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    US team trains, certifies Afghan soldiers on the big guns

    US team trains, certifies Afghan soldiers on the big guns

    Photo By Sgt. 1st Class Margaret Taylor | An Afghan National Army soldier from 4th Kandak, 3rd Brigade, 201st Corps, braces...... read more read more

    KAPISA PROVINCE, Afghanistan (Sept. 5, 2013) – The Afghan National Army artillery crew relayed the projectile and propellant canisters to their weapon, loaded it, verified the coordinates, shouted a warning to clear the area and then pulled the lanyard.

    The resulting concussion from the D-30 122 mm howitzer shook the ground and sent clouds of dust skyward. A few seconds later, the round exploded on a mountainside across the valley more than eight kilometers away.

    The live-fire exercise marked the final day of a certification class the ANA soldiers from 4th Kandak, 3rd Brigade, 201st Corps, completed at Forward Operating Base Tagab, Kapisa province, Afghanistan, Sept. 5.

    Their instructors were U.S. Army soldiers from Battery B, 5th Battalion, 25th Field Artillery Regiment, 4th Brigade Combat Team, 10th Mountain Division, who traveled from FOB Gamberi in Laghman province to conduct training on the D-30 weapon system.

    “Our purpose here at FOB Tagab is to train and certify the D-30 crews,” said U.S. Army 1st Lt. Adam Roberts, of Rockledge, Fla., the D-30 training team platoon leader with Battery B. “That includes the fire direction center, the actual gun line crew and their forward observers.”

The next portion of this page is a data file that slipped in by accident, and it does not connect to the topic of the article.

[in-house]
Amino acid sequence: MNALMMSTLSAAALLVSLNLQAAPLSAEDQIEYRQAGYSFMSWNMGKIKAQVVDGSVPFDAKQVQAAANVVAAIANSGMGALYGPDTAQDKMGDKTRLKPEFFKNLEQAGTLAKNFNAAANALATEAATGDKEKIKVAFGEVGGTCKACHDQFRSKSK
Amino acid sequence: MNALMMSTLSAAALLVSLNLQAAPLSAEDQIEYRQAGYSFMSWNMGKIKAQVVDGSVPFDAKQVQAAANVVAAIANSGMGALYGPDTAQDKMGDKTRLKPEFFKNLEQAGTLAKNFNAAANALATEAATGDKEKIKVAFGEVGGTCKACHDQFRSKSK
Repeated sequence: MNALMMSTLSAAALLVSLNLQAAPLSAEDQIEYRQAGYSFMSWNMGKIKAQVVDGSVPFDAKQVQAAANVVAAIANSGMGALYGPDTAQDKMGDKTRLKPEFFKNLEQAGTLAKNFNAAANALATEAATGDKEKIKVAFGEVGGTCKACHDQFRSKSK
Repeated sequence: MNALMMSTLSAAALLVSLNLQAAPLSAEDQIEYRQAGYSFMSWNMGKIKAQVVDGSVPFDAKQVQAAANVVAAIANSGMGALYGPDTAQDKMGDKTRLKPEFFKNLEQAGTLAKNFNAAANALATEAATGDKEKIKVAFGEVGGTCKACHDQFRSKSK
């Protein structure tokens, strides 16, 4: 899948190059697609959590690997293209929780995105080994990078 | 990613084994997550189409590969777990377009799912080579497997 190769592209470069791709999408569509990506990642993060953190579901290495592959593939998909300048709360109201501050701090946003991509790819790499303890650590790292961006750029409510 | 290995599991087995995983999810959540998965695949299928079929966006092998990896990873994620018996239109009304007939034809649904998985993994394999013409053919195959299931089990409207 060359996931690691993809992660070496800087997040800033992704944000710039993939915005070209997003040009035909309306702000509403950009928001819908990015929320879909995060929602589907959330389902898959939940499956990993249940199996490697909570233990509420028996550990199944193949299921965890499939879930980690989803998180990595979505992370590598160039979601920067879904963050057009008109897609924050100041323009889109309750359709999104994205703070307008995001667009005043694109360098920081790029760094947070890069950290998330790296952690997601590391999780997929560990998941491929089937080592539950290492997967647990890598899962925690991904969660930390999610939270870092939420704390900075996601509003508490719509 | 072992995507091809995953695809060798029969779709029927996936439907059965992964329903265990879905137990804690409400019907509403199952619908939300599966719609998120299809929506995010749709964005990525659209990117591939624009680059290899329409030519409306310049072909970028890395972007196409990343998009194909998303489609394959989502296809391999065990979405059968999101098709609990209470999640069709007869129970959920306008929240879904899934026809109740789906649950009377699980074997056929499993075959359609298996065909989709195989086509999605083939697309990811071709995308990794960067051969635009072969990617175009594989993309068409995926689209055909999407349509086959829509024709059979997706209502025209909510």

Of Soviet make, the D-30 is a heavy artillery weapon capable of engaging targets more than 15 kilometers away and currently serves as one of the ANA’s primary artillery systems.

    “The D-30 takes the battle over the horizon to the enemy,” Roberts said.

    When a weapon is capable of hitting targets too distant for the eye to see, he continued, the process for target selection and engagement is complex. Forward observers out in the field call map coordinates back to the base; then, the fire direction center clears friendly forces from the ground and air space around the target; once cleared, the gun line crews plot the coordinates, aim their weapons and fire.

    Just as with target selection and engagement, the certification process for the D-30 crews involved several steps spread out over four days.

    The certification started with a written test, said Sgt. 1st Class Allen Simmons, of Lake City, Fla., Battery B’s senior adviser for the D-30 and a battalion-level master gunner. Following the written exam, Afghan soldiers’ knowledge was tested regarding the various crew and command positions. The certification concluded with weapon maintenance and a live-fire exercise.

    “The main thing we want them to get out of this is the importance of crew drills and the importance of cross training,” Simmons said. “That way, if one person is gone, there’s someone else who can step up for him and perform the task.”

    In addition, Battery B also brought with them from Gamberi a team of ANA trainers who will take over the D-30 training in the coming months.

    Roberts said he thinks the progress the gun line crews, the fire direction center personnel and especially the ANA trainers have made is very heartening.

    “Hopefully in five to seven months the ANA team will be in the lead completely,” said Roberts. “That’s the long-term goal.”



    Date Taken: 09.05.2013
    Date Posted: 09.13.2013 01:36
    Story ID: 113558
    Location: KAPISA PROVINCE, AF 
    Hometown: LAKE CITY, FL, US
    Hometown: RIVERSIDE, CA, US
    Hometown: ROCKLEDGE, FL, US

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    Downloads: 2